T he Parthenon — an ancient Greek temple built in Athens, Greece, between 447 and 432 BCE — is one of the most famous landmarks in the world. But many people don’t realize that a full-scale replica was built far across the world in Nashville, Tennessee, to celebrate the state’s Centennial Exposition in 1897. Nashville had earned the nickname “the Athens of the South” due to its commitment to culture and higher education, and opted to honor the moniker by recreating one of ancient Greece’s most famous landmarks.
At the time, the Parthenon in Greece had fallen into disrepair, and organizers in Tennessee aimed to replicate the building as it looked in its heyday. Crews laid the first stone in 1895, and worked for two years to construct the many pillars and other features of the 65-foot-tall temple. While the exterior of the final product was an exact replica, the building’s interior featured a different layout than its Greek counterpart, and was used to display the many paintings and sculptures that were acquired for the exposition.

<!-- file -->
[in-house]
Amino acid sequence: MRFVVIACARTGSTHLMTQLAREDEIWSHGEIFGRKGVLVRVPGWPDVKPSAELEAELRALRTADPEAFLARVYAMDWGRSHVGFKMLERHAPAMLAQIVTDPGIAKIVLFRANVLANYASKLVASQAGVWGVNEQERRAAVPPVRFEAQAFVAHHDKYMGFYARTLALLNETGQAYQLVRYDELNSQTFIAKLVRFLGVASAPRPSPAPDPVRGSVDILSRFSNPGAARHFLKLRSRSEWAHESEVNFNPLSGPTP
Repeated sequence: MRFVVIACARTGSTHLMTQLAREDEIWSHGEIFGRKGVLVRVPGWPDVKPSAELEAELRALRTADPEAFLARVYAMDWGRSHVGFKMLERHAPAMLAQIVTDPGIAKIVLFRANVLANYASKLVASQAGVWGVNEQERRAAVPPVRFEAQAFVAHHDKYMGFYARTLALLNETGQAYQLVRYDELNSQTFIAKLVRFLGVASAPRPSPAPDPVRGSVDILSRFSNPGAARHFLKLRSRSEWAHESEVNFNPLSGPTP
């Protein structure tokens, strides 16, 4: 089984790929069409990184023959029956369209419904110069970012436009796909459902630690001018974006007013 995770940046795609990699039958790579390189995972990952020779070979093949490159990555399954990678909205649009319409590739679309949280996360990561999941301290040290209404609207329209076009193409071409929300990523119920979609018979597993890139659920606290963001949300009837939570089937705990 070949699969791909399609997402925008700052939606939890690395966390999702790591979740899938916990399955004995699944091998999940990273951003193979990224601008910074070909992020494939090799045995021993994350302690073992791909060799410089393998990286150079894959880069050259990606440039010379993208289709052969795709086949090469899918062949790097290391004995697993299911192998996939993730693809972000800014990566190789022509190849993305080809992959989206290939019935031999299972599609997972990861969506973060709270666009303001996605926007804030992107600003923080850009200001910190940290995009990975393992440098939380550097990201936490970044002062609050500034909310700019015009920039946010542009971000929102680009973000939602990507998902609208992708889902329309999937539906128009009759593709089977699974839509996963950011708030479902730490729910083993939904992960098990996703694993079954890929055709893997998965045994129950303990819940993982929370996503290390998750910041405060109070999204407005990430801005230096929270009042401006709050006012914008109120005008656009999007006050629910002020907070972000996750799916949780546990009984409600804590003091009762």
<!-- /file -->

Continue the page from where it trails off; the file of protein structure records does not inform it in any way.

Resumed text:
Initially, Nashville’s Parthenon was built using temporary materials and the plan was for it to be destroyed after the event. However, it was beloved by locals, so the city decided to rebuild the landmark with permanent materials. The structure reopened in 1931, though it still lacked an important original feature: the 42-foot-tall statue of the goddess Athena, for whom the original Parthenon was dedicated. Nashville commissioned work on the statue in 1982 and it was unveiled in 1990. In 2002, the statue was gilded and painted, adding the final touches to the replica.